Wednesday, September 2, 2015
Contango could support crude oil storage on VLCCs -- Morgan Stanley
Contango trade in crude that translates into floating storage on VLCCs is becoming profitable again and freight rates could have already bottomed out, Morgan Stanley said in a report Tuesday.
A VLCC typically carries around 2 million barrels of crude.
The 12-month Brent crude spread is now above $8/barrel, which at current bunker prices of around $208/mt can support floating storage even at VLCC time charter rates at $35,000-40,000/day, the report said.
While it may take some time for demand to work through the long idle-tonnage lists, crude tanker rates seem to have bottomed out, it said.
Last week, at least three ships were taken on short-term time charter with storage options for delivery in Singapore, brokers, owners and charterers said.
Two of them had failed, however, and were available again. Taking VLCCs for floating storage can reduce excess tonnage in the market.
In another fixture, the 2003-built Voyager I was placed on subjects by Vitol for a time charter of 50-90 days for delivery in Yanbu.
The euphoria last week over the possibility of floating storage of crude oil is yet to take off in a big way. Opinion over its viability is divided with a section of the industry arguing that owners were pushing for short-term time charter with storage options rather than the charterers.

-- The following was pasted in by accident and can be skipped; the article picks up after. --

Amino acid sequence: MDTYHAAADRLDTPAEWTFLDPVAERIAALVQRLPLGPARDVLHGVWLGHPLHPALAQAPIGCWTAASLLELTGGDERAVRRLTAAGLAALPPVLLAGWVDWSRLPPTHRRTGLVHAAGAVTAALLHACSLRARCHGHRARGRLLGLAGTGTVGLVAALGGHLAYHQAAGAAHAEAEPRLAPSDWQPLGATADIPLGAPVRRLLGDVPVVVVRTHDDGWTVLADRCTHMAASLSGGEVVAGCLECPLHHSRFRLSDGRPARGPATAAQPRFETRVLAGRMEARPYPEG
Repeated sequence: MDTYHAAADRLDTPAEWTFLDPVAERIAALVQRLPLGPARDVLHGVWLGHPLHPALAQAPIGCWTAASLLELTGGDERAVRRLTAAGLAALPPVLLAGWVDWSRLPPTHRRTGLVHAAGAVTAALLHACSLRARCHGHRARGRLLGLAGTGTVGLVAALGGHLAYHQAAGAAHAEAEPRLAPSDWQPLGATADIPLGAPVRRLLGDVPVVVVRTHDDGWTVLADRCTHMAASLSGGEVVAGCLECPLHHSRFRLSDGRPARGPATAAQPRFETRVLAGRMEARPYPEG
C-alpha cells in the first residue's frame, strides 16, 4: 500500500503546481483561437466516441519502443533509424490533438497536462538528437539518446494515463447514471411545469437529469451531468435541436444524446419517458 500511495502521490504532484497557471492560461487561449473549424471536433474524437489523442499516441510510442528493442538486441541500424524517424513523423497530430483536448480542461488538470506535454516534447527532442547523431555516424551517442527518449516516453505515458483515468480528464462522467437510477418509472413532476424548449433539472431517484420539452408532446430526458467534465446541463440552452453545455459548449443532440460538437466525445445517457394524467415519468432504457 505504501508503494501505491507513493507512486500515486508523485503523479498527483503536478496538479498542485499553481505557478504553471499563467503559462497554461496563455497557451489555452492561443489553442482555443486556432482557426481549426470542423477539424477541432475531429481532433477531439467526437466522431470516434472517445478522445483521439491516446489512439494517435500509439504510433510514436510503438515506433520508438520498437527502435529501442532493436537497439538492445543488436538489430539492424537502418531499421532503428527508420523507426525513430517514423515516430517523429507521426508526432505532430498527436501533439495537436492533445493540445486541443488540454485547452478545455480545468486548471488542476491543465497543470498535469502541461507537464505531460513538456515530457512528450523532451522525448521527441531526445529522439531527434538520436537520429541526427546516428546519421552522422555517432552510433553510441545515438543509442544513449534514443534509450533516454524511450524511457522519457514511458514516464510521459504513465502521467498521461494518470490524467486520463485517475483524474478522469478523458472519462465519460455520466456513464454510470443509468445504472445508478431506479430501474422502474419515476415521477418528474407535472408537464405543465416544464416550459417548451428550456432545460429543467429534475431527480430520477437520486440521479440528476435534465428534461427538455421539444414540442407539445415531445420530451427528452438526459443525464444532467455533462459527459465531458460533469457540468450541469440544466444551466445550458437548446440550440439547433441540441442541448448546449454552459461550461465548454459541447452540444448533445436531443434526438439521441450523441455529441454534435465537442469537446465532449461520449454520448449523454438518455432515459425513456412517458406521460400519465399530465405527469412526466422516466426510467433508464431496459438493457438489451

"Owners are trying to do short-term time charter at current rates, thinking that the market will not recover soon," said a VLCC broker in Tokyo. "Some Japanese owners are considering giving their ships on short-term time charter because of horribly [low] rates," the broker said.
On the PG-East route, time charter rates are almost double the daily earnings on spot voyages, which is a dampener for charterers. Current worldscale rates translate into daily earnings of slightly above $20,000 for owners on spot voyages, compared with around $85,000 six weeks ago.
"The VLCC market has touched its bottom now and owners' sentiment is getting better due to the mini contango in crude prices," said an executive with a VLCC owner.
Charterers aren't convinced. "There are not many prospects for floating storage of [crude] as the economics doesn't work," a chartering source with a South Korean refiner said.
The VLCC executive argued that "if an old ship has been taken at $42,500/day, it has to be economically viable."
He was referring to the 1997-built ex-dry dock DS Vada that, according to market participants, was placed on subjects by Trafigura for a three-month time charter with delivery in Singapore, before being failed for hitherto undisclosed reasons.
"Refinery turnarounds usually peak in October and given the time it takes between chartering and delivery of the cargoes, activity [may] start moving up again in about a month," the Morgan Stanley report said.
"There are a lot of questions, but I don't think anything has been done yet," an executive with a global trading company said, referring to inquiries for floating storage.
--Sameer C. Mohindru, firstname.lastname@example.org
--Edited by E Shailaja Nair, email@example.com